A decade after Jimi Hendrix died in 1971, Seattle radio station KZOK sponsored a fundraising drive to erect a memorial to the native-son guitar hero in one of the city’s parks. Authorities balked. “A city park is not an appropriate place for something like that,” huffed then-Parks Superintendent Walter Hundley. Another official grumbled, “If we fill parks with statues, it would look like a cemetery.” A “compromise” was reached: The city placed a commemorative rock in the African Savannah section of the Woodland Park Zoo.
To be fair, Hendrix wasn’t especially enamored of Seattle either. After leaving high school and joining the army, he rarely came back to his hometown. And since Hendrix first broke through in the UK, he hardly seemed to belong to Seattle. Over decades, that detachment changed. On November 27, 1992, which would have been Hendrix’s 50th birthday, Seattle mayor Norm Rice issued a proclamation citing the date as “Jimi Hendrix Day,” the first official recognition Jimi ever received from the city. As a mayoral aide stated, “The mayor felt that someone who had contributed to the music industry as Jimi Hendrix had, there was no question he deserved honor and recognition in his hometown.” The Experience Music Project museum, which was initially focused solely on Paul Allen’s Hendrix collection, took its name in part from one of the Hendrix’s bands, the Jimi Hendrix Experience. Institutions that have long had a problem with Hendrix’s admitted drug use now embrace him; the United States Post Office issued a commemorative Jimi Hendrix stamp this past March.
SIFF gets in on the action with this year’s opening night film, Jimi: All is By My Side, which kicks off the fest tonight with a little rock ‘n’ roll pizazz. Numerous Hendrix feature films have been mooted over the years, with Will Smith, Eddie Murphy, Lenny Kravitz and, inevitably, Prince suggested for the role. The one that made it to completion stars André Benjamin (aka OutKast’s André 3000) and features a script by John Ridley (Oscar-winning screenwriter of 12 Years a Slave), who also makes his debut as a feature film director.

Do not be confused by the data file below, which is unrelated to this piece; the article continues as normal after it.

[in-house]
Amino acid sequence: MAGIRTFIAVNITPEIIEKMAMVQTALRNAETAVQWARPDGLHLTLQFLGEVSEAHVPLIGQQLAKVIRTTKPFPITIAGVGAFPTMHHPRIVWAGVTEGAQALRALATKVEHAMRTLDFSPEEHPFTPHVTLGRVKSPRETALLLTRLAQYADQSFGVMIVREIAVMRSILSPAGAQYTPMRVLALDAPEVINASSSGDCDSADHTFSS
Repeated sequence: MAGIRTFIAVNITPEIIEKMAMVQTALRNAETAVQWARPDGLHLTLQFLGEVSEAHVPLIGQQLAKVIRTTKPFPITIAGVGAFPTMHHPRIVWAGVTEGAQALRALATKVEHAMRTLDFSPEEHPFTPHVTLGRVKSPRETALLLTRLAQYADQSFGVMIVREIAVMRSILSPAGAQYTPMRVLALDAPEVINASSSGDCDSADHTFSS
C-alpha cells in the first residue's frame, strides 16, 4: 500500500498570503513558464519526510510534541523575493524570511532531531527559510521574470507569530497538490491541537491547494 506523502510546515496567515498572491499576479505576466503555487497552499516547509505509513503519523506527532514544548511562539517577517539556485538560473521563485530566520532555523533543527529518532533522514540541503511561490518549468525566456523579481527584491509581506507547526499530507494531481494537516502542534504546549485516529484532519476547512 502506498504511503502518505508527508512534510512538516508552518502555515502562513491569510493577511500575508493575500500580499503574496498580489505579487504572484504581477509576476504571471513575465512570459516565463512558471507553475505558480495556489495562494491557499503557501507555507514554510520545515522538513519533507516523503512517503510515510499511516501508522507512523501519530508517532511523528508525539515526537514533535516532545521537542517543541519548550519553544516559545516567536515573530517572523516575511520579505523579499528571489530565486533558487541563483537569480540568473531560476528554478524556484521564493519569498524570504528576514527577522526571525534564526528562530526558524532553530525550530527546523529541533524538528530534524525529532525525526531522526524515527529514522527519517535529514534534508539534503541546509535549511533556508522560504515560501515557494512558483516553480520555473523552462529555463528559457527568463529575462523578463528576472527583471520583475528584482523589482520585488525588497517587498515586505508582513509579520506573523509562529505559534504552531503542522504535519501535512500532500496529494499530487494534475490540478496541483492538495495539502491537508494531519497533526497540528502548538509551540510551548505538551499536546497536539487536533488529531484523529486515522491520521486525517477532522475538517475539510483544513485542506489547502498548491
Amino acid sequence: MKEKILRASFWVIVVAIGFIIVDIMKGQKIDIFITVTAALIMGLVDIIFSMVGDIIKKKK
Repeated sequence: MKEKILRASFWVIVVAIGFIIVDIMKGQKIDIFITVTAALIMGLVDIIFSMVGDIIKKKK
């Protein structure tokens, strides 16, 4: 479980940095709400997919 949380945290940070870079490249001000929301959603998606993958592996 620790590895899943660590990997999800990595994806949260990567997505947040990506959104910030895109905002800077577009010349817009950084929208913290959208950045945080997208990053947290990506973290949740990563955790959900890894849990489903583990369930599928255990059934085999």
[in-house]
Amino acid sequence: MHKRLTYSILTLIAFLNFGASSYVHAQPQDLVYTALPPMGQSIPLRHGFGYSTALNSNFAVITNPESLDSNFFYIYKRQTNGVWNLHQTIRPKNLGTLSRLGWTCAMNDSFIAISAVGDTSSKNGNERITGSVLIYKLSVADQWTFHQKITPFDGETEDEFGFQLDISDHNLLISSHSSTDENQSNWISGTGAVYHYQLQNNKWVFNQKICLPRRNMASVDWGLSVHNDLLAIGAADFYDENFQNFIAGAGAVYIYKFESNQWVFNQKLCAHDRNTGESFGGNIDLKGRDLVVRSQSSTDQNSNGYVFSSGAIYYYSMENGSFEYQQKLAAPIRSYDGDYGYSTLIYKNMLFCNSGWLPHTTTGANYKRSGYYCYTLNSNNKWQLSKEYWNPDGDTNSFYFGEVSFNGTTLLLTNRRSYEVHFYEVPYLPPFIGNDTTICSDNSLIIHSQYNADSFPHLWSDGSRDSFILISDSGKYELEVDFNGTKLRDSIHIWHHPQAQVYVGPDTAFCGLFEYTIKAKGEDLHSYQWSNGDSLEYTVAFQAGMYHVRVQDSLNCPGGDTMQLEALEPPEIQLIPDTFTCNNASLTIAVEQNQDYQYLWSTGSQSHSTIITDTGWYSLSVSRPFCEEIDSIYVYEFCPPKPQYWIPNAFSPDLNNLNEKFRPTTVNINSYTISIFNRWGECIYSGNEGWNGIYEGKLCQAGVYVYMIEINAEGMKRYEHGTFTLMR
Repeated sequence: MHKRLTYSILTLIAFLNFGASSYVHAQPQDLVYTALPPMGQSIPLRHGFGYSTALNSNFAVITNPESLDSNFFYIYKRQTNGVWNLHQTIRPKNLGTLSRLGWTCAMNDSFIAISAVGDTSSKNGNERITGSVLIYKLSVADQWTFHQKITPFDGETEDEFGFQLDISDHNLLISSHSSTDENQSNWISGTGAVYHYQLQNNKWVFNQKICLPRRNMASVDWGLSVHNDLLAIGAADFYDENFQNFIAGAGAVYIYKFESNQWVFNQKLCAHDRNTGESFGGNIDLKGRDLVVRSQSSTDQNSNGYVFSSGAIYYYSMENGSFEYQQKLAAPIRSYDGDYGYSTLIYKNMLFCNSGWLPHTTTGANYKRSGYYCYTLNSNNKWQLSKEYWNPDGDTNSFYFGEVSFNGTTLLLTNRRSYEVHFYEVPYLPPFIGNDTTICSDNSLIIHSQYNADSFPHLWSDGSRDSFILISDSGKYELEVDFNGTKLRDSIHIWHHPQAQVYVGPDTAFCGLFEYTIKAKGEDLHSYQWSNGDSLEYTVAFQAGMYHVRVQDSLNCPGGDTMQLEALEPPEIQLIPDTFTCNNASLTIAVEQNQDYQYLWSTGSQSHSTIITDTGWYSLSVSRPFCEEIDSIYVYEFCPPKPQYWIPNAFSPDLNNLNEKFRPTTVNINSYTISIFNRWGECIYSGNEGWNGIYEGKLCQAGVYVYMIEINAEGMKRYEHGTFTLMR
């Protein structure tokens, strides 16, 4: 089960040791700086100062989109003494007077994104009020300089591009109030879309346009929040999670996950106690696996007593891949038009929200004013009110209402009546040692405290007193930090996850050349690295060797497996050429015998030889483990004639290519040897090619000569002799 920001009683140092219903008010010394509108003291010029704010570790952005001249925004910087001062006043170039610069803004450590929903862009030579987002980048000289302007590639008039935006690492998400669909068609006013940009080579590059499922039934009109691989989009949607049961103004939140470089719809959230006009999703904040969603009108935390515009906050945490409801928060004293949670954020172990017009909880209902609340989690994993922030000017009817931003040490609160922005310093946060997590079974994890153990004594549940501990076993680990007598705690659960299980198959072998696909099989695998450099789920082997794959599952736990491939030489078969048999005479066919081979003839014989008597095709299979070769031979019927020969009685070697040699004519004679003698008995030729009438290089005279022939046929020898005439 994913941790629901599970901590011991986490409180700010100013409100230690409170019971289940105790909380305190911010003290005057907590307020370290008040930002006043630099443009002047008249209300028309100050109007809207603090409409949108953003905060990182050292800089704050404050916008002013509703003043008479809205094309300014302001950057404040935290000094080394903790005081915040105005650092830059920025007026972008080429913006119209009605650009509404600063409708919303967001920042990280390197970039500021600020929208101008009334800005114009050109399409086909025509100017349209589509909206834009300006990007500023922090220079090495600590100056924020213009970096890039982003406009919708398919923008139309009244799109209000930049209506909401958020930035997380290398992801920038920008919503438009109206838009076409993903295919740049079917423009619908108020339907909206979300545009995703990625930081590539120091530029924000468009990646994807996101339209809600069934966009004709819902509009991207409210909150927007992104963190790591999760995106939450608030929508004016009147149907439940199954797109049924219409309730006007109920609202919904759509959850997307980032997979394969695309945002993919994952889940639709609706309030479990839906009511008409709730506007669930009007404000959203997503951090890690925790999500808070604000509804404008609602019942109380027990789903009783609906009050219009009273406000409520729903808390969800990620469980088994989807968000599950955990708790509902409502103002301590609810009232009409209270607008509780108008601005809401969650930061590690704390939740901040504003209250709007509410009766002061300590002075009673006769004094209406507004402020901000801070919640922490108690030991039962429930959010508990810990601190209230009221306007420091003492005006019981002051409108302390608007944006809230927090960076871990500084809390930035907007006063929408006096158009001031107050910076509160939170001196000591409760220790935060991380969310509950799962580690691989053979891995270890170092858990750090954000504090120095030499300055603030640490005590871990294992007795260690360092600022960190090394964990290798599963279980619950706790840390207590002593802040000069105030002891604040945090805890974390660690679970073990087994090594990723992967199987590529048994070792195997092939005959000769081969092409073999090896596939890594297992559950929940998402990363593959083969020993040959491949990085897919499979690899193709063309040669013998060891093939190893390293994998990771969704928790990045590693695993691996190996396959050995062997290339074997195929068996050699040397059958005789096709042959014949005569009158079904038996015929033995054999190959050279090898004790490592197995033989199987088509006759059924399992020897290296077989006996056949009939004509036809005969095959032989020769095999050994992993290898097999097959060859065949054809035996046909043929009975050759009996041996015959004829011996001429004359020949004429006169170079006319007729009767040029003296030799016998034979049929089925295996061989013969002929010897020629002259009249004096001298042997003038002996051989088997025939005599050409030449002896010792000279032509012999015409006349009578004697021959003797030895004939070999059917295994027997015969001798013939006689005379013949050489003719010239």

Ridley is unimpeded by not having clearance to use Hendrix’s music, as the film focuses on one year in Hendrix’s life, from his discovery in New York City to his first success in London. Benjamin walks away with the performing honors, but the story tends to drag, more atmospheric than crackling with vibrancy. After its SIFF debut, the film is scheduled to open mid-June.
Not to be outdone, Experience Hendrix LLC, the company that oversees the Hendrix estate, has announced plans for its own biopic on Hendrix; no worries about using the music in that one. Presumably the estate’s film will encompass the entire story, glossing over Hendrix’s troubled relationship with his family in Seattle in favor of the glories he later went on to accomplish. The narrative arc of Hendrix’s life, from near poverty to worldwide acclaim, is so broad that just about anyone can find an appropriate point of entry. Jimi: All is By My Side presents a slice of life from the time when the man was changing into myth.